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Enterprise Architecture Matters

Adrian Grigoriu

The Cloud and the Enterprise IT Value Chain

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What will be the impact of the Cloud on the Enterprise IT and the IT Enterprises (i.e. supplying IT)? Let me post a few thoughts in answer to that.
The Cloud represents an enhanced business model of supplying the IT resources supporting your Enterprise operation through outsourcing. It is enabled by today's virtualisation, infrastructure scalability, SOA, Web, and increasingly capable network technologies. The Cloud offers independence with regard to the outsourcing location and implementation technology. It is easy to take up, configure or renounce since there is no more ownership of IT resources. It presents an IT "lease" business model with pay as you use charging.

IT would become separated from the Enterprise and IT concerns would be separated from business ones. New Cloud supply firms would appear. Business people would control the IT capabilities through self service under contract with these firms. The outcome would be evident: no large IT departments in an Enterprise, no own data centres, cooling and energy bills, no more IT skills, licenses, training, etc. 
The Enterprise would be truly nimble and agile. The Cloud would facilitate easy ramp up and upgrades through self service. B2B at its best.  

Enterprise Architecture becomes essential now to describe the business functions and the distributed outsourced supporting systems and their interconnections since a problem may lay in any of a few systems distributed in various Clouds. There must be a blueprint for analysis, defect fixing and evolution. The Cloud would signal nonetheless the end of the old division between business and IT.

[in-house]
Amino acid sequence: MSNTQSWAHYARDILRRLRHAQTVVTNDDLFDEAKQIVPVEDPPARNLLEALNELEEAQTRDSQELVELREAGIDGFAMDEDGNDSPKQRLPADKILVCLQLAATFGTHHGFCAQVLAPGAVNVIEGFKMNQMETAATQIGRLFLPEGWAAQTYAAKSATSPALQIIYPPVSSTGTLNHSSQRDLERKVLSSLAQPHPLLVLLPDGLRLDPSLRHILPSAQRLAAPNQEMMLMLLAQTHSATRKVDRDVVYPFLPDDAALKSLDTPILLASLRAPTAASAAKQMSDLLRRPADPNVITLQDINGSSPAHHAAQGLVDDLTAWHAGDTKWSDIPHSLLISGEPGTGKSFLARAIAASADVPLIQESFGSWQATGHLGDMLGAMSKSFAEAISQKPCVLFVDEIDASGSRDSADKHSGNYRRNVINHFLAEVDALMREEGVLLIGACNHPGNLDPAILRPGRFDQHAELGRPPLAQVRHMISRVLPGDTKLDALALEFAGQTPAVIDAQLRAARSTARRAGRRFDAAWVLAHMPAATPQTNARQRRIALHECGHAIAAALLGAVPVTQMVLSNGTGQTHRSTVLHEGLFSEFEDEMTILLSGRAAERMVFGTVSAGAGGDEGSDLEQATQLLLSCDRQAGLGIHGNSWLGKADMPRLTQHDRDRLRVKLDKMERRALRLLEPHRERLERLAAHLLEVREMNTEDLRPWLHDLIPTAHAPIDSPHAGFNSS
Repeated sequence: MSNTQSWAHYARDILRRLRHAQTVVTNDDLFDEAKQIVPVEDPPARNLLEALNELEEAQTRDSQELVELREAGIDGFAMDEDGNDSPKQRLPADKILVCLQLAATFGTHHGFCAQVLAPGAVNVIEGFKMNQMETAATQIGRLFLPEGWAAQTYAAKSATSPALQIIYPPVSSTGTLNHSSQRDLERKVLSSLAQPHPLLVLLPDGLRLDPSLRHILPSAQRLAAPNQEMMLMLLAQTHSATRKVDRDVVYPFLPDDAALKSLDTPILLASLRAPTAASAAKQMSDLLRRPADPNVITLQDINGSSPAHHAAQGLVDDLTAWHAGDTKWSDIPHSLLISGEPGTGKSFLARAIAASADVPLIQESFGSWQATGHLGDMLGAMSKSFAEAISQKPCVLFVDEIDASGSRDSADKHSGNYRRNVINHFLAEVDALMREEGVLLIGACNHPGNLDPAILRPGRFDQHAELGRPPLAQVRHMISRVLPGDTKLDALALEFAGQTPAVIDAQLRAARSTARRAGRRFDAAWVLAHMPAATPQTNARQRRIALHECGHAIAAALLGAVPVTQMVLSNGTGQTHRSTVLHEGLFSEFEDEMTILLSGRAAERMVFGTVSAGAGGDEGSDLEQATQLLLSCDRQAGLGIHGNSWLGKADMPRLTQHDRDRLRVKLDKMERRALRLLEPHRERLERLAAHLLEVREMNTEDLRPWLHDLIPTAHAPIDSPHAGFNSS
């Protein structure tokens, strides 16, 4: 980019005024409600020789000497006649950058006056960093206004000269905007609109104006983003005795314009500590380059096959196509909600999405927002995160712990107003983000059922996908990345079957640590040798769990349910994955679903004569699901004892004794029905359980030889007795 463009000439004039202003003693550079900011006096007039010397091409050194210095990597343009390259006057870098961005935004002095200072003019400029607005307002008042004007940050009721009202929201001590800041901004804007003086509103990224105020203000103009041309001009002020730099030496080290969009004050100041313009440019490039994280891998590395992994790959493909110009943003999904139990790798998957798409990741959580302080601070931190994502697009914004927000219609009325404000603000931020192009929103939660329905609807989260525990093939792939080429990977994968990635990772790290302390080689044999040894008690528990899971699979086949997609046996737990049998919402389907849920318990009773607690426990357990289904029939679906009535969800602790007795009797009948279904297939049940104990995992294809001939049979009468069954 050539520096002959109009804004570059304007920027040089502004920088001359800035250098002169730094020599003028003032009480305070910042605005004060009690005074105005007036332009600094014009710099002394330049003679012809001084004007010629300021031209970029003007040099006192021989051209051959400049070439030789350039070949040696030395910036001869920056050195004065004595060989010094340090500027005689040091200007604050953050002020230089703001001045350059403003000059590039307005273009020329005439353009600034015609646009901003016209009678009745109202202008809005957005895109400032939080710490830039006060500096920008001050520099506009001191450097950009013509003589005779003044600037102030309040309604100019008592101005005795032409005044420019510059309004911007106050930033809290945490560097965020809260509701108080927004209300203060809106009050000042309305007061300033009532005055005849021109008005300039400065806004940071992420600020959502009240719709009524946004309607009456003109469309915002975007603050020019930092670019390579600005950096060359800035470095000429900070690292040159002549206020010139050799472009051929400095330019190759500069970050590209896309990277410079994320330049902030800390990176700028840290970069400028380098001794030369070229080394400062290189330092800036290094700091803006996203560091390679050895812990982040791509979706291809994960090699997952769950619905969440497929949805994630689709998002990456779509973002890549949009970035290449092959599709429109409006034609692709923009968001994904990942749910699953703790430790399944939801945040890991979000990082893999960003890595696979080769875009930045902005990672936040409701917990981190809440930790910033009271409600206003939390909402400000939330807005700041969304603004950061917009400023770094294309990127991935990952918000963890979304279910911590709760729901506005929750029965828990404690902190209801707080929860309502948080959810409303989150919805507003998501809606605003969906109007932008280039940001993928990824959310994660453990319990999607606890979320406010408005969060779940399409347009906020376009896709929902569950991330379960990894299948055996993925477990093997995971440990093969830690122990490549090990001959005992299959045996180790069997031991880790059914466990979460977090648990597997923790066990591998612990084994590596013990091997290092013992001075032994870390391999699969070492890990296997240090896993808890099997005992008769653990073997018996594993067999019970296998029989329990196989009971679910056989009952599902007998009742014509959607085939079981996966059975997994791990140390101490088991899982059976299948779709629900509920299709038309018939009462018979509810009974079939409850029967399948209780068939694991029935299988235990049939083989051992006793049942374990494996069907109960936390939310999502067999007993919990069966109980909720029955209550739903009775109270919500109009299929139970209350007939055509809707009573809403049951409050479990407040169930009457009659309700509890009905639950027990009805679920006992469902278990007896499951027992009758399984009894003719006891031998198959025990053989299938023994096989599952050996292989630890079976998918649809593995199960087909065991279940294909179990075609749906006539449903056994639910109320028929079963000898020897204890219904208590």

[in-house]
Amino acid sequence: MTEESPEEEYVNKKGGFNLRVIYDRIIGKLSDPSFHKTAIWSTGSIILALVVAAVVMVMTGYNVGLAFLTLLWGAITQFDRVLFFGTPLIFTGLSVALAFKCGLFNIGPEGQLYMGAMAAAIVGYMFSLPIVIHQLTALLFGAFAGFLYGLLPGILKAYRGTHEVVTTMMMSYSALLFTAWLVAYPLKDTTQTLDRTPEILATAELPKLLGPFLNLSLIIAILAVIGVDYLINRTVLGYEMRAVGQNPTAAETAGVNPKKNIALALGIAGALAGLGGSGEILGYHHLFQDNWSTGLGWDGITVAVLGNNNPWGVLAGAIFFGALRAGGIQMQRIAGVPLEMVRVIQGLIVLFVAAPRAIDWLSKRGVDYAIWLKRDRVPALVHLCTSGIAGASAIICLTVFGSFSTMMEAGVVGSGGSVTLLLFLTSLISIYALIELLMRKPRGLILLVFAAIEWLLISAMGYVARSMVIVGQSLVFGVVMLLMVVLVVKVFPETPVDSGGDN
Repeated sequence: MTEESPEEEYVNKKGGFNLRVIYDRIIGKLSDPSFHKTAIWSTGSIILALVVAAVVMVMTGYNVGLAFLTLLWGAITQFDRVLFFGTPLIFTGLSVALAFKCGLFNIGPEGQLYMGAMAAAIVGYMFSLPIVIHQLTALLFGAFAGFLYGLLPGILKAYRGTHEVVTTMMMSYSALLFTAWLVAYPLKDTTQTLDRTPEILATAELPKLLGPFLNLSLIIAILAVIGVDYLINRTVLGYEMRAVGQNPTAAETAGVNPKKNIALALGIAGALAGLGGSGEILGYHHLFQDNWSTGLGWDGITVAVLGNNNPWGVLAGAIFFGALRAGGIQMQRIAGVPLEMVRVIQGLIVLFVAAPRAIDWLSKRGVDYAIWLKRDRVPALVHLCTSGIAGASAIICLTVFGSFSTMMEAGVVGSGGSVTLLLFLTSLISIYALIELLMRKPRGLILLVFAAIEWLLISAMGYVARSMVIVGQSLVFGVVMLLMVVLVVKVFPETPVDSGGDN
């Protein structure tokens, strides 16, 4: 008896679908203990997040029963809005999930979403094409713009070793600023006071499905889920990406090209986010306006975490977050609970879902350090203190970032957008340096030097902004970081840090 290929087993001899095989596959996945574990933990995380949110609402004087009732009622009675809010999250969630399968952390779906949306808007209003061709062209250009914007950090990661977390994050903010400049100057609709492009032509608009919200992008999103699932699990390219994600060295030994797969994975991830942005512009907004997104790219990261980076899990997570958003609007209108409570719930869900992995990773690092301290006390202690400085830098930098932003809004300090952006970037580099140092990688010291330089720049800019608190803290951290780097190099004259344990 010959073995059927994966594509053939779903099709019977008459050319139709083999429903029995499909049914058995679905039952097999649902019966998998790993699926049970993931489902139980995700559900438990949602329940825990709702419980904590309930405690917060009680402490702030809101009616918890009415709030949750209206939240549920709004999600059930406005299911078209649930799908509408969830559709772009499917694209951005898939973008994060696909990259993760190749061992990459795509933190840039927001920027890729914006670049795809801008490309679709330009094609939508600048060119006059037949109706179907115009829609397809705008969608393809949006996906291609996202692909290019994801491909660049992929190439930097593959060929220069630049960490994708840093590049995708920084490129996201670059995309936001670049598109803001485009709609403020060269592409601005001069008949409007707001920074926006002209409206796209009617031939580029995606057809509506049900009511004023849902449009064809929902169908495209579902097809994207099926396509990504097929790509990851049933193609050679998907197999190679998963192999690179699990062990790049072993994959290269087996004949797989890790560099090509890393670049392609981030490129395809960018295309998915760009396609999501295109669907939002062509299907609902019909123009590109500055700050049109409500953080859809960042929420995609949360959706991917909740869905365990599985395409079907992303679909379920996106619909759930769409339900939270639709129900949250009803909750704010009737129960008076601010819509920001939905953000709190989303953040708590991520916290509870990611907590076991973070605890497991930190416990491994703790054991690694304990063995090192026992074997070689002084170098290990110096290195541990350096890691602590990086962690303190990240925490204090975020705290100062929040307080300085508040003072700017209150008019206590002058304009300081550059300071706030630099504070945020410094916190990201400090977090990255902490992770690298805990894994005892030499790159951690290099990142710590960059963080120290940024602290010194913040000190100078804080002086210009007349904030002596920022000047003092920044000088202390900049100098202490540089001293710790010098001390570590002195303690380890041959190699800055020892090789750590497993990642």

Nowadays, the IT Enterprises, supplying equipment and applications, and outsourcing suppliers are both serving the customer Enterprises. With the Cloud, the IT supplier would mainly supply the Cloud provider even though the IT Enterprise might also choose to become a Cloud supplier. In time, the IT infrastructure suppliers, would have to switch from their large customer base of many Enterprises to a few Cloud suppliers. Less customers but more gear though. The applications suppliers may choose to go SaaS themselves or provide their application as a service over a Cloud infrastructure supplier.

It looks like a win-win... situation for most parties. An impact would come though from the consolidation of outsourcing suppliers since few companies could provide the large scale and the necessary reliability of operation. Gigantic Cloud centres have to be build and managed.

Another rather expected consequence is that the IT people would have to migrate from the many Enterprises they work for today to a few Cloud providers. But that is already happening with legacy outsourcing.

The Cloud is still immature nevertheless and standards are not quite there yet to enable, for instance, portability between Clouds and with it the major growth.
But this is my view, what is yours?


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Adrian Grigoriu blogs about everything relating to enterprise and business architecture, SOA, frameworks, design, planning, execution, organization and related issues.

Adrian Grigoriu

Adrian is an executive consultant in enterprise architecture, former head of enterprise architecture at Ofcom, the spectrum and broadcasting U.K. regulatory agency and chief architect at TM Forum, an organization providing a reference integrated business architecture framework, best practices and standards for the telecommunications and digital media industries. He also was a high technology, enterprise architecture and strategy senior manager at Accenture and Vodafone, and a principal consultant and lead architect at Qantas, Logica, Lucent Bell Labs and Nokia. He is the author of two books on enterprise architecture development available on Kindle and published articles with BPTrends, the Microsoft Architecture Journal and the EI magazine. Shortlisted by Computer Weekly for the IT Industry blogger of the year 2011.

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